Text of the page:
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Scientific Method

An approach to research that relies on observation and data collection, hypothesis testing, and the falsifiability of ideas.

The scientific method involves a wide array of approaches and is better seen as an overall perspective rather than a single, specific method. The scientific method that has been adopted was initially based on the concept of positivism, which involved the search for general descriptive laws that could be used to predict natural phenomena. Once predictions were possible, scientists could attempt to control the occurrence of those phenomena. Subsequently, scientists developed underlying explanations and theories. In the case of psychology, the goal would be to describe, to predict, then to control behavior, with knowledge based on underlying theory.

Although the positivist approach to science has undergone change and scientists are continually redefining the philosophy of science, the premises on which it was based continue to be the mainstream of current research. One of the prime requisites of a scientific approach is falsifiability; that is, a theory is seen as scientific if it makes predictions that can be demonstrated as true or false. Another critical element of the scientific method is that it relies on empiricism, that is, observation and data collection.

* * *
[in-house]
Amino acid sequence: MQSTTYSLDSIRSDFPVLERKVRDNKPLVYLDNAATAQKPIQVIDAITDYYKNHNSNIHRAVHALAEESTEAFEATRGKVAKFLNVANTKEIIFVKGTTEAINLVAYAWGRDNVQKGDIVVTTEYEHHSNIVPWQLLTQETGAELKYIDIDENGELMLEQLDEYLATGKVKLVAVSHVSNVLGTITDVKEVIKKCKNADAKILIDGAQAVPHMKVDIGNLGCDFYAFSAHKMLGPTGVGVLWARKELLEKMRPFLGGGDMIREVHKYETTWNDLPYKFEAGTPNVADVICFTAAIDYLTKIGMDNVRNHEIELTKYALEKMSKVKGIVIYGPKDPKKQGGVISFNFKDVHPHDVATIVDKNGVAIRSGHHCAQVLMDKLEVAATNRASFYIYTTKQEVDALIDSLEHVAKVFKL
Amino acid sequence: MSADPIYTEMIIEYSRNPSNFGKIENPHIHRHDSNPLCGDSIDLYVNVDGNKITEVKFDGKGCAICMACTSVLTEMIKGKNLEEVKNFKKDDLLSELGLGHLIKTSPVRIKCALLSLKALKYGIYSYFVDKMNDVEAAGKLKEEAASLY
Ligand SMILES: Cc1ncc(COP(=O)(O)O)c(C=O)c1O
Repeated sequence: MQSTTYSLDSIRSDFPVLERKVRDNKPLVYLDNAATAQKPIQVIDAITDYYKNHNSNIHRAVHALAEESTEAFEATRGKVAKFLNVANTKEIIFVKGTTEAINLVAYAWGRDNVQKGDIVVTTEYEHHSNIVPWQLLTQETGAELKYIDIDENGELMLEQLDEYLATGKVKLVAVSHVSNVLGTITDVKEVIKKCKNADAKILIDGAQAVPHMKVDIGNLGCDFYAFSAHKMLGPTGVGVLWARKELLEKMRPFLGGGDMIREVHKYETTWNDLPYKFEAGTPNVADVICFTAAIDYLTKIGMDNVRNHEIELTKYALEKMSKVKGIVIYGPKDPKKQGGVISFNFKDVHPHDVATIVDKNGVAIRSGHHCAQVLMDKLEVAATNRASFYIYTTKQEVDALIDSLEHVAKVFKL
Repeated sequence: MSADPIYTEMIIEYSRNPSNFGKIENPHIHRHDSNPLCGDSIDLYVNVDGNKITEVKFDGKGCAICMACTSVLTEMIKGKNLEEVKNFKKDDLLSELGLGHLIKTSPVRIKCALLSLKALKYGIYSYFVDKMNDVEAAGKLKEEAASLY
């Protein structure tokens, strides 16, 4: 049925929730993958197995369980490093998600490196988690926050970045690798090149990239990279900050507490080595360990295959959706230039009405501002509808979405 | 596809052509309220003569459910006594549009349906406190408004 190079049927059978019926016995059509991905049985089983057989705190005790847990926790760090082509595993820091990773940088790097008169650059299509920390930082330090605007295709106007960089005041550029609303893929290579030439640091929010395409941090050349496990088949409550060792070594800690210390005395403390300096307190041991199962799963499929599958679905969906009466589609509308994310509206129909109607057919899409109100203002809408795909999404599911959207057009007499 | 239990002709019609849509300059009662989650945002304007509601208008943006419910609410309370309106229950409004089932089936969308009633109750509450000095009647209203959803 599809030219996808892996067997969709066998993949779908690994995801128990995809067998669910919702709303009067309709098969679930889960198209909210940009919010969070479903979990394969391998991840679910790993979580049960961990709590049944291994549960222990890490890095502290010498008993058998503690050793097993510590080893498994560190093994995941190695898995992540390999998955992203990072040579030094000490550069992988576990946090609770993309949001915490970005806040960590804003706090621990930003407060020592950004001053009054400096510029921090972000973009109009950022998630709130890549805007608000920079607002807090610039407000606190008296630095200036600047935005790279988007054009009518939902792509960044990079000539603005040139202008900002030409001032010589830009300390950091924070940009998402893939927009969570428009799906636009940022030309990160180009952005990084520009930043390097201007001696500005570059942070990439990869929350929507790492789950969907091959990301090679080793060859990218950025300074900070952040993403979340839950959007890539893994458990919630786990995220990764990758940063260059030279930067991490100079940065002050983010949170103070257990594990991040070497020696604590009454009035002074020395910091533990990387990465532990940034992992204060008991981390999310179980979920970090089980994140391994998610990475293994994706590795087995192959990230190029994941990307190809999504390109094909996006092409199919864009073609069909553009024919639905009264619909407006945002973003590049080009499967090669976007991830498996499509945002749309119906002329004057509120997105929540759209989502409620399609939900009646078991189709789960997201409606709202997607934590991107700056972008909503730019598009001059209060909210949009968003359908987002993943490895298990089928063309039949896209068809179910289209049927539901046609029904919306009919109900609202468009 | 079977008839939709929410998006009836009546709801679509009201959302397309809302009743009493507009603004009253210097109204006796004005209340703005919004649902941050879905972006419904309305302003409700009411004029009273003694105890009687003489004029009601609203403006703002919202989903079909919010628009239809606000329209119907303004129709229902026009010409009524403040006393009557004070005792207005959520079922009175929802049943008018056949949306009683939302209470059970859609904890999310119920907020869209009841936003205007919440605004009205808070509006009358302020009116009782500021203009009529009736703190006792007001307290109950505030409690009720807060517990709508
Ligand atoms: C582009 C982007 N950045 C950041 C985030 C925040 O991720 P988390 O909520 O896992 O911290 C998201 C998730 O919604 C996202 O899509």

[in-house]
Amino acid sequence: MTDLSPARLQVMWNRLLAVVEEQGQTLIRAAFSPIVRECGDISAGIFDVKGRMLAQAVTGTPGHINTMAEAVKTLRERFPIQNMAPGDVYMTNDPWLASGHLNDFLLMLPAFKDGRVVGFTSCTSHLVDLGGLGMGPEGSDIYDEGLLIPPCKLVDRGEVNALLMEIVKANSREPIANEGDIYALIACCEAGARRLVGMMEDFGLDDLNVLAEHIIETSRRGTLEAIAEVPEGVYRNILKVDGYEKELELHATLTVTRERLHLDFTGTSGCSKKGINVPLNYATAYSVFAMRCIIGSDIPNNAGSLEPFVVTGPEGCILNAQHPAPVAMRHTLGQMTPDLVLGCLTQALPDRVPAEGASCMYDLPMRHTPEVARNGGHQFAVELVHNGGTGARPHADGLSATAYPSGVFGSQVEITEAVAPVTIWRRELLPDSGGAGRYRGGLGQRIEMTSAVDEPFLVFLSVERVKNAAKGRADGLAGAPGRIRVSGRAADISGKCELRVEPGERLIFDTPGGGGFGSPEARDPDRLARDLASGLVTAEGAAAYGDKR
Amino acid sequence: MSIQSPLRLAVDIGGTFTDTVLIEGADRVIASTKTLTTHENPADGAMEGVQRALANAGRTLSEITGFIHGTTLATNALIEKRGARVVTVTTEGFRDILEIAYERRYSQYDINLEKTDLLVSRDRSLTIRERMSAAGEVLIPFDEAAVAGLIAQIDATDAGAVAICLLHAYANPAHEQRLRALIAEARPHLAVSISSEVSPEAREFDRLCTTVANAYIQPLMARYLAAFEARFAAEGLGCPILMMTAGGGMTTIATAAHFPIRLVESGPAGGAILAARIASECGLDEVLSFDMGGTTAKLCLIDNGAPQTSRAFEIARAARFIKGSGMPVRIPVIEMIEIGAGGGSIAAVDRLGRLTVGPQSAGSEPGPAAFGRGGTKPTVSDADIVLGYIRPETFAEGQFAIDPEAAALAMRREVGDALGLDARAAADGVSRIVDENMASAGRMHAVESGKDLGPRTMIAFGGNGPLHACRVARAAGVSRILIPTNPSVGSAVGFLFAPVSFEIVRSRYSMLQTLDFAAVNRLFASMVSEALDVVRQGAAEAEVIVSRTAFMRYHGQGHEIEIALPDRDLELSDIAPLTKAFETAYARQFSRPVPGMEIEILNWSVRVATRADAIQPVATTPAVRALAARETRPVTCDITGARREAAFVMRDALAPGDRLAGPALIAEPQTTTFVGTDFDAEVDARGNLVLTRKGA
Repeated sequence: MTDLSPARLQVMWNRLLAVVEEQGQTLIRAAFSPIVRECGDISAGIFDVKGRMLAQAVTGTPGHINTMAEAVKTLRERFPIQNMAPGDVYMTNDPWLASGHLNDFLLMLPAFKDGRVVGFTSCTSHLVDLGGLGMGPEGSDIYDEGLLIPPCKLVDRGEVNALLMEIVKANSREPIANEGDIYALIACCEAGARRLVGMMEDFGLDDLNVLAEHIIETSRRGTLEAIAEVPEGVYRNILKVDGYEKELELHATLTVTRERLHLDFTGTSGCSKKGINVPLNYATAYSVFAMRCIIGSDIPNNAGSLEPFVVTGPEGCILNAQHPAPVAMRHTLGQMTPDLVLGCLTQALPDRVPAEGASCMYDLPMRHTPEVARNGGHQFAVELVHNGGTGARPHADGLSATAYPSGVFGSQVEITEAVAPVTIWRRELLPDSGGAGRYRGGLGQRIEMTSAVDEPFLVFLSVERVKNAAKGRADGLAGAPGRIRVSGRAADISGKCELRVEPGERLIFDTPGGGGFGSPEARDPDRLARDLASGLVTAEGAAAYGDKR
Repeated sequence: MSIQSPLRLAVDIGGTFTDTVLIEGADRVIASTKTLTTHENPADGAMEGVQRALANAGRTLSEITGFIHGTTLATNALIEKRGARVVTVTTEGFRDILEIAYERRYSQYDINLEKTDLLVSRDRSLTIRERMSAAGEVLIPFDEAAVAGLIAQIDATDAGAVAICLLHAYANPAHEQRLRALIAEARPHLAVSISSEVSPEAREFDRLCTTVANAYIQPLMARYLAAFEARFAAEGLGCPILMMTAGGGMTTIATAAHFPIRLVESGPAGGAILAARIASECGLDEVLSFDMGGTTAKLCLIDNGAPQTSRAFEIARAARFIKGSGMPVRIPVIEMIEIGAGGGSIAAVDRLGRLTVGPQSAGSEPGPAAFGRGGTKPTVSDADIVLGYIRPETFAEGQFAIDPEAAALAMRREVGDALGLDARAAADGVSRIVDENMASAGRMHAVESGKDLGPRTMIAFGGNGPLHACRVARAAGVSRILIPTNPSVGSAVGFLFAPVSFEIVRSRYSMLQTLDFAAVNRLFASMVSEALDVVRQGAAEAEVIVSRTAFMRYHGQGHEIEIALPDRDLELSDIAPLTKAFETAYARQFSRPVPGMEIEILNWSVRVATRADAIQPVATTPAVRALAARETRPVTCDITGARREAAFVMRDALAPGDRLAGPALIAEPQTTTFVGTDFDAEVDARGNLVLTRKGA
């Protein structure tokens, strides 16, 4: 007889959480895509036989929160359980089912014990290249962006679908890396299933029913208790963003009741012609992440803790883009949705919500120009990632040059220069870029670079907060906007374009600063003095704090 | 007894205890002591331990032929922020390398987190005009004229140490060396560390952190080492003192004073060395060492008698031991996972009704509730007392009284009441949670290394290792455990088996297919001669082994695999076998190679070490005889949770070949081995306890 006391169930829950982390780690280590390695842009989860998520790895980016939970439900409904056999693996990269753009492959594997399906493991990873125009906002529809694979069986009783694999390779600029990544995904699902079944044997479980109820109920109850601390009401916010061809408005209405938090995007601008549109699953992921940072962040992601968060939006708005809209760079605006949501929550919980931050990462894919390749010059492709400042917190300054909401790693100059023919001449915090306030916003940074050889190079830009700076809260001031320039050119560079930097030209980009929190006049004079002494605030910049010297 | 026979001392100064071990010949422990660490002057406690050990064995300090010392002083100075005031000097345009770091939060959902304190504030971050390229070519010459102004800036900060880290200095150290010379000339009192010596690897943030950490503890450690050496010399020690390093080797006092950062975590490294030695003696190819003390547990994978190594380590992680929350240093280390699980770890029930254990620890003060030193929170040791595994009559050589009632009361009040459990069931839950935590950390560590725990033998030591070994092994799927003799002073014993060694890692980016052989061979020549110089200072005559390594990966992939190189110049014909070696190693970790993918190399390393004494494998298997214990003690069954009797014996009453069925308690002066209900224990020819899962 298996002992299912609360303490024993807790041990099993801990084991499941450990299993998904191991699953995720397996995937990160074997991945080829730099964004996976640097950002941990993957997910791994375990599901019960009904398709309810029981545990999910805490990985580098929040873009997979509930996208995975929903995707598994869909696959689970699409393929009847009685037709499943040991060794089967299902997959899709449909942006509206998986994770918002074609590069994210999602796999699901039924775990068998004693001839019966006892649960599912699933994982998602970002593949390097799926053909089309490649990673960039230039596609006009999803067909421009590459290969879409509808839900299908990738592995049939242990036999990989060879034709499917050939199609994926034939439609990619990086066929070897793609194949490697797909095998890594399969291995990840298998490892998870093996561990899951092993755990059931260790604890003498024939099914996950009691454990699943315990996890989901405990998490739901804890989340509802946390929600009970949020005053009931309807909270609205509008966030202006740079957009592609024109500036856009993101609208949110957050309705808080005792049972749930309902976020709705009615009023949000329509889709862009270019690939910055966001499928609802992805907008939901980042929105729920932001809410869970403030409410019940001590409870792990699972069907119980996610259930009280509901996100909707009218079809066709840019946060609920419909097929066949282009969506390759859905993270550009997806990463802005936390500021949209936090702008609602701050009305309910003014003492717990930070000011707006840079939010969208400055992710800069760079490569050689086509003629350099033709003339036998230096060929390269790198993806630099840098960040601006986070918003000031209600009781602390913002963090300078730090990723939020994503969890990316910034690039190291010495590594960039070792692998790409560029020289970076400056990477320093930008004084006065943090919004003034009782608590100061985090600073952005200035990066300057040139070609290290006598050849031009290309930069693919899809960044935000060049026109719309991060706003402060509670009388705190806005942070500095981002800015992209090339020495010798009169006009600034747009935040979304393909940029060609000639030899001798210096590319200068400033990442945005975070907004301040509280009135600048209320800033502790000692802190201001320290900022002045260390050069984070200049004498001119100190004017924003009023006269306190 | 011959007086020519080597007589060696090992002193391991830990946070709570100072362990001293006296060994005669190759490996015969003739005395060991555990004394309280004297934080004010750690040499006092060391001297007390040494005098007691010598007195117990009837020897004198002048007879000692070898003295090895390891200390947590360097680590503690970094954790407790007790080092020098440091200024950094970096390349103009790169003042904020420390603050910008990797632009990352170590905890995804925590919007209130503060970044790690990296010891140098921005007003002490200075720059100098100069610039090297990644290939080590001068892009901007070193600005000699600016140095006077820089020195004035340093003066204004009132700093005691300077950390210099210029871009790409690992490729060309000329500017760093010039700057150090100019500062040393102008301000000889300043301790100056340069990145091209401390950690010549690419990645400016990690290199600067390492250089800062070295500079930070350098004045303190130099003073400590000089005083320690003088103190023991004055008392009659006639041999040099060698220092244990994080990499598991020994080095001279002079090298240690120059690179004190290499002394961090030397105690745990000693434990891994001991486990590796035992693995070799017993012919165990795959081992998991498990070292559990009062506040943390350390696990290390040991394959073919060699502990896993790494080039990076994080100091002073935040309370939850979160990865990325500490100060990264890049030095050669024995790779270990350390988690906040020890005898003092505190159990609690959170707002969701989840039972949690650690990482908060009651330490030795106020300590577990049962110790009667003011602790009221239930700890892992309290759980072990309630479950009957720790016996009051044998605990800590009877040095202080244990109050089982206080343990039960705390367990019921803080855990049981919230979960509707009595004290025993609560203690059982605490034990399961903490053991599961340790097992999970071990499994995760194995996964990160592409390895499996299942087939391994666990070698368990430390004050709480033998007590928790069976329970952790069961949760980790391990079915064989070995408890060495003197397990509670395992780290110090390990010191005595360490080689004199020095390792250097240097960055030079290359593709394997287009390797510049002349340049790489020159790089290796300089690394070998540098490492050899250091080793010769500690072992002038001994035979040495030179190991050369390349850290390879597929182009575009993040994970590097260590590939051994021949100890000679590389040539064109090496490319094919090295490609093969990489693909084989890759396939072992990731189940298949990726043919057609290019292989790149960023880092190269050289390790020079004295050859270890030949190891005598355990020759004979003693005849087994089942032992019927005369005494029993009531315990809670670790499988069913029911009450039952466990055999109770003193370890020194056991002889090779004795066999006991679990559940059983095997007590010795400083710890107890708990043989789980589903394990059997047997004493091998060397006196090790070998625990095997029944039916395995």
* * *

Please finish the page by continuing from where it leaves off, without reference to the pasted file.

Research often involves the hypothetico-inductive method. The scientist starts with a hypothesis based on observation, insight, or theory. A hypothesis is a tentative statement of belief based on the expert judgment of the researcher. This hypothesis must be subject to falsification; that is, the research needs to be set up in such a way that the scientist is able to conclude logically either that the hypothesis is correct or incorrect. In many cases, a research project may allow the scientist to accept or reject a hypothesis and will lead to more research questions.

Psychologists employ a diversity of scientific approaches. These include controlled experiments that allow the researcher to determine cause and effect relationships; correlation methods that reveal predictable relations among variables; case studies involving in-depth study of single individuals; archival approaches that make novel use of records, documents, and other existing information; and surveys and questionnaires about opinions and attitudes.

Because the scientific method deals with the approach to research rather than the content of the research, disciplines are not regarded as scientific because of their content, but rather because of their reliance on data and observation, hypothesis testing, and the falsifiability of their ideas. Thus, scientific research legitimately includes the study of attitudes, intelligence, and other complicated human behaviors. Although the tools that psychologists use to measure human behavior may not lead to the same degree of precision as those in some other sciences, it is not the precision that determines the scientific status of a discipline, but rather the means by which ideas are generated and tested.

See also Research method.

Additional topics

Psychology EncyclopediaPsychological Dictionary: Perception: early Greek theories to Zombie